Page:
Victoria’s Daily Dose

Posted on July 3, 2012

Legato account executive Jen Gallagher - as Victoria - comically interviews John Corpus, Legato V.P. of Strategy, about our upcoming webinar on Retail Health.

For more information and to register for the webinar visit www.legatohealthcaremarketing.com

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Is Your Website Giving People What They Want?

Posted on July 11, 2012

nicolehangartner_head2-e1335213473498By: Nicole Hangartner, Account Executive Legato Healthcare Marketing

Eighty percent of people look for health information online. And the top three things they're searching for are:

  1. Information about commonly missed symptoms that can lead to more serious illiness
  2. Information about medical procedures and treatments
  3. Information about doctors and other healthcare professionals

Your website is an inexpensive and effective way to reach out to new and current patients. But does your site really give people want they want to see?

I guess the first question is: Should your site provide the health information people are looking for?

Medicine obviously can't be practiced online. And we definitely don't want people to stop seeing doctors and start self-diagnosing based on information they find online. But I do think hospitals and clinics could make their websites more patient-focused and a little less facility- or capability-focused. It's all about finding that balance between the practical information - doctors, technology, locations, service lines - and the resourceful information - symptoms, common diseases, and descriptions of procedures.

Here are a few ways to incorporate some of the things patients really want from a website:

Diseases and Procedures

  • For each of your hospital or clinic's specialties list common diseases, injuries, symptoms and procedures. You could even create videos with physicians from each specialty discussing these elements.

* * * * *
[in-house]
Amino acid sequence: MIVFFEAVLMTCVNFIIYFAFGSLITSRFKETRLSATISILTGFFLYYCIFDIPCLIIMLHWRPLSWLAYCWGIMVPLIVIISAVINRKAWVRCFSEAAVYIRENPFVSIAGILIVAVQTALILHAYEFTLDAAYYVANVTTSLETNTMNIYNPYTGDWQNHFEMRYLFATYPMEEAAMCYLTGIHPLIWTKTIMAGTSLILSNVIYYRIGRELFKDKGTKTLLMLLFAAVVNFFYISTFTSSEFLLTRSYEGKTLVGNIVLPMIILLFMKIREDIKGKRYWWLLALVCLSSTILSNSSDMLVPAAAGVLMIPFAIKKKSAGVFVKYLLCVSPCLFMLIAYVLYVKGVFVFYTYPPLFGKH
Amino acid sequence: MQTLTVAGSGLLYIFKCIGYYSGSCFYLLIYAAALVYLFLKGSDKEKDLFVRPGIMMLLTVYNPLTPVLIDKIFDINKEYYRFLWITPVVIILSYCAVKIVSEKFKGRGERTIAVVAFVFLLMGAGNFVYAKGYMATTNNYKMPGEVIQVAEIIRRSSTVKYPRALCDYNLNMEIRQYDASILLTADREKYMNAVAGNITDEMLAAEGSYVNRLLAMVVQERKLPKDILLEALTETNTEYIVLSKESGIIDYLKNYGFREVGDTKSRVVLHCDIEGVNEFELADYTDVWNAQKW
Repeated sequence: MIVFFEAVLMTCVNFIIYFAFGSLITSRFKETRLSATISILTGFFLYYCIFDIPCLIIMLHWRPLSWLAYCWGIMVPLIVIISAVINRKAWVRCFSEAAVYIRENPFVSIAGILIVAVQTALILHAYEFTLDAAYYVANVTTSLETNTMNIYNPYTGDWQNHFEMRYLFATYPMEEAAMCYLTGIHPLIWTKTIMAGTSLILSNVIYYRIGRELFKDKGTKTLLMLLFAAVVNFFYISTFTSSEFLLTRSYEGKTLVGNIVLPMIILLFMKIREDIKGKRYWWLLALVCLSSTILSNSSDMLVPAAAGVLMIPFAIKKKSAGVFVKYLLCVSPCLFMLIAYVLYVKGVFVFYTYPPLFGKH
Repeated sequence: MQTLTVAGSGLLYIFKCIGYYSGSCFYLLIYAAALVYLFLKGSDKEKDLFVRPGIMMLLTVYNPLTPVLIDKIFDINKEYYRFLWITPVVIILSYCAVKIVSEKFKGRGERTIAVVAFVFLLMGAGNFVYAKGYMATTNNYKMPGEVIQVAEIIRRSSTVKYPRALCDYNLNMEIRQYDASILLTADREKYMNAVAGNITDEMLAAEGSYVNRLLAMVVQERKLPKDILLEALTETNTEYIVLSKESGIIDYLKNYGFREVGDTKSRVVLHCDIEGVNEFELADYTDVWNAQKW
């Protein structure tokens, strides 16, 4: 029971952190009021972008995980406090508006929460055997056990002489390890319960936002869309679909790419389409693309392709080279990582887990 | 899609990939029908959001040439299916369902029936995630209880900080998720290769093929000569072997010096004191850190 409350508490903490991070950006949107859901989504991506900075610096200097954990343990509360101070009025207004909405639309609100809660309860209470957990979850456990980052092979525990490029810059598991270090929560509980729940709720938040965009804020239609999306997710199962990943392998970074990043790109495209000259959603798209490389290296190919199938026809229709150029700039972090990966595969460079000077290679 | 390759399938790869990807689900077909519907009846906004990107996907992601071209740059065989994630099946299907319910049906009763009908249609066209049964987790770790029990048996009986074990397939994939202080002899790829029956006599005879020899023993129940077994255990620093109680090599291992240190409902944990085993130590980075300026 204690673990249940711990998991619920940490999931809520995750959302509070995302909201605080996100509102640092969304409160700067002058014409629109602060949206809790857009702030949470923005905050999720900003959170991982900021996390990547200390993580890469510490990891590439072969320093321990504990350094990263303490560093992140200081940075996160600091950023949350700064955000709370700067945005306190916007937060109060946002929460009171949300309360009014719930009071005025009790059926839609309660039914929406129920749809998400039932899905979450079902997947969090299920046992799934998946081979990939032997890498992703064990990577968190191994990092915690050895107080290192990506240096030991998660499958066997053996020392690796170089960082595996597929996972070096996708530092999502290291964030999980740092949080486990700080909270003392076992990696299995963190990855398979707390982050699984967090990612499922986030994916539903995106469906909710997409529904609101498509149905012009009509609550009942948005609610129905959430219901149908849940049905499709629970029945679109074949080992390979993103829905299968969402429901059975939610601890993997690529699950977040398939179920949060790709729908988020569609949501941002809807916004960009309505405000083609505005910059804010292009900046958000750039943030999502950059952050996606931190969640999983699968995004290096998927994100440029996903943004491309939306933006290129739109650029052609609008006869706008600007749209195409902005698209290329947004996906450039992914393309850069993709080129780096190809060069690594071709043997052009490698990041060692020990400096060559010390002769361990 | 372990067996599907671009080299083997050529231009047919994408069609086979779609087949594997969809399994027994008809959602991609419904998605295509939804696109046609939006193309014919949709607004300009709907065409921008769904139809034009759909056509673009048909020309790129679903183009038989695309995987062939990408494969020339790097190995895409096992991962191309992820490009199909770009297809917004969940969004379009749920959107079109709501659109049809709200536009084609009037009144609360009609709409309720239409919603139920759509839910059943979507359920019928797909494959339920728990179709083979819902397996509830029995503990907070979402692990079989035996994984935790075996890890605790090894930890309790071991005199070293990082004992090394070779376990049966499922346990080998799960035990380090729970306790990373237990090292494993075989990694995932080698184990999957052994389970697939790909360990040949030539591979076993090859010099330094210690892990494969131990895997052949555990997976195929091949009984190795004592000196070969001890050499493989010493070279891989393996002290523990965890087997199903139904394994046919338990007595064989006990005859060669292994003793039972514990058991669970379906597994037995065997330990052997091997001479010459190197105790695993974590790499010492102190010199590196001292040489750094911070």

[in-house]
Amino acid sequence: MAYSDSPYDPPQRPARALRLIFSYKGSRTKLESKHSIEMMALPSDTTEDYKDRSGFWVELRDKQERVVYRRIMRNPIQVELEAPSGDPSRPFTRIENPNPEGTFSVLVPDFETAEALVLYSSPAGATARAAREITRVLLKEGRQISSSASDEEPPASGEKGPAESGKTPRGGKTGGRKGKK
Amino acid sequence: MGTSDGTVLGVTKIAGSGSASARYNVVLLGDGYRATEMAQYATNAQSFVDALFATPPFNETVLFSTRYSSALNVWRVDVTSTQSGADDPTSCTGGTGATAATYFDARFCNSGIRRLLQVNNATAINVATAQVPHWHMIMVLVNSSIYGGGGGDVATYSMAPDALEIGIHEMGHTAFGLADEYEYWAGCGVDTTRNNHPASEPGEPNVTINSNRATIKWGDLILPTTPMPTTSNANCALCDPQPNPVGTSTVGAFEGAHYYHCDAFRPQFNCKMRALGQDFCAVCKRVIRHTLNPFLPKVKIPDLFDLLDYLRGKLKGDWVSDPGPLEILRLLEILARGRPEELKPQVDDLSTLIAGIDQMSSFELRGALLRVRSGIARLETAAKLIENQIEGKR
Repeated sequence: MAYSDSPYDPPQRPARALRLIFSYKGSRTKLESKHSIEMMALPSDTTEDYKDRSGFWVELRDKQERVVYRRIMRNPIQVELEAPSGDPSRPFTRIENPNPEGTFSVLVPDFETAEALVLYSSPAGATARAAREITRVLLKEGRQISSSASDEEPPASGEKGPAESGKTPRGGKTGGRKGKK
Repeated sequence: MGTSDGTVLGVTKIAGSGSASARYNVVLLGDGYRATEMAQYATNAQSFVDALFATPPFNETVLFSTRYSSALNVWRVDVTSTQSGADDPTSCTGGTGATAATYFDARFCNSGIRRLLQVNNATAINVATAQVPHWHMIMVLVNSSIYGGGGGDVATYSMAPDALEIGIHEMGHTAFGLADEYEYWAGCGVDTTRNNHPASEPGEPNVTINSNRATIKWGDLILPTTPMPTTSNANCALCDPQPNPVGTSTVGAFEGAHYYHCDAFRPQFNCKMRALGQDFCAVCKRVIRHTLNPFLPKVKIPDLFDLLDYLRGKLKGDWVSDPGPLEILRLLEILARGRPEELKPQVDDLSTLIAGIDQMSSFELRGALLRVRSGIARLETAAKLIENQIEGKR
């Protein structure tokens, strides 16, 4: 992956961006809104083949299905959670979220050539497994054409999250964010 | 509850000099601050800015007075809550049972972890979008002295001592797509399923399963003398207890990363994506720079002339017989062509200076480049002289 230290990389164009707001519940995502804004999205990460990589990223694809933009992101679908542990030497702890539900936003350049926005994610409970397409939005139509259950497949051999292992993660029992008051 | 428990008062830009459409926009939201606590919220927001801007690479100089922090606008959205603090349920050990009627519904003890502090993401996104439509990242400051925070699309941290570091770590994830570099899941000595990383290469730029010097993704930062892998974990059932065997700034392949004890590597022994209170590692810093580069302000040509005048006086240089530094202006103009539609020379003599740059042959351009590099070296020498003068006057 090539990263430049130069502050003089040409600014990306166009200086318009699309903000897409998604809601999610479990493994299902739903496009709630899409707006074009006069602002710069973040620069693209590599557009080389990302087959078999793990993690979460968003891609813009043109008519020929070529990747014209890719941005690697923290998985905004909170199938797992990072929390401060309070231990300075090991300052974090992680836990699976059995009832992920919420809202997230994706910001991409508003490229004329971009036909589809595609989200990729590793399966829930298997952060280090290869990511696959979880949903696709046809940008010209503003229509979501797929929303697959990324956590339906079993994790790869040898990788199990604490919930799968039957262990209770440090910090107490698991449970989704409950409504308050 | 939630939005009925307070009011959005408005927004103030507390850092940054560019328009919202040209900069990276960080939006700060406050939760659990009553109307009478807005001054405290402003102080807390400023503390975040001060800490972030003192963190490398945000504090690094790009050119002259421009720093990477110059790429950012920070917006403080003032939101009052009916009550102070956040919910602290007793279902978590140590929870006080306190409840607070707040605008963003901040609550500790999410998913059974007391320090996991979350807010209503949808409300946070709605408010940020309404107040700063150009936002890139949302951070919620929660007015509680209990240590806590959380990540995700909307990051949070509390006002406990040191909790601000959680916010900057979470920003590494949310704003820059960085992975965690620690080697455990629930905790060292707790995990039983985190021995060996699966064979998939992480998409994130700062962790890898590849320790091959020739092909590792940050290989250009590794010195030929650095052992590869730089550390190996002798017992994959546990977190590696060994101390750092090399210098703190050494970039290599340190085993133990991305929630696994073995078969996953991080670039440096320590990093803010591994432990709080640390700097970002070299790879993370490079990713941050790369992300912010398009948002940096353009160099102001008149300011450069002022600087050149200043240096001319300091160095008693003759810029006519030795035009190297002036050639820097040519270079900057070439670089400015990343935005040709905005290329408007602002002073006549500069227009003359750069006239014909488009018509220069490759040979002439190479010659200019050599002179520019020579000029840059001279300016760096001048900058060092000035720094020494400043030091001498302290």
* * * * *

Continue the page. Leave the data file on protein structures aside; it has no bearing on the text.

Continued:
• Have a technology section on your site that discusses different procedures and tests. Talk about how each is performed and what information each produces.

Doctors and Healthcare Professionals

  • Create medical staff videos that are posted on your website and on social media networks. Make sure the videos touch on more than just medical credentials. Potential patients want to see a doctor's personality! This is a great way to make a good first impression.
  • Post patient testimonial videos and quotes. These provide powerful word-of-mouth recommendations for your doctors and services.

By implementing these ideas, you'll be able to engage with people more effectively on your website. And they'll think of how helpful your site was when they are looking for a doctor or healthcare service.

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Retail Health Clinic Opposition Dwindles

Posted on July 18, 2012

JohnCorpusHead6By: John Corpus, V.P. of Strategy Legato Healthcare Marketing

It really isn't that hard to figure out. Retail health clinics give us what we have been looking for all along - affordable and convenient healthcare for the most common ailments that affect us on a day-to-day basis.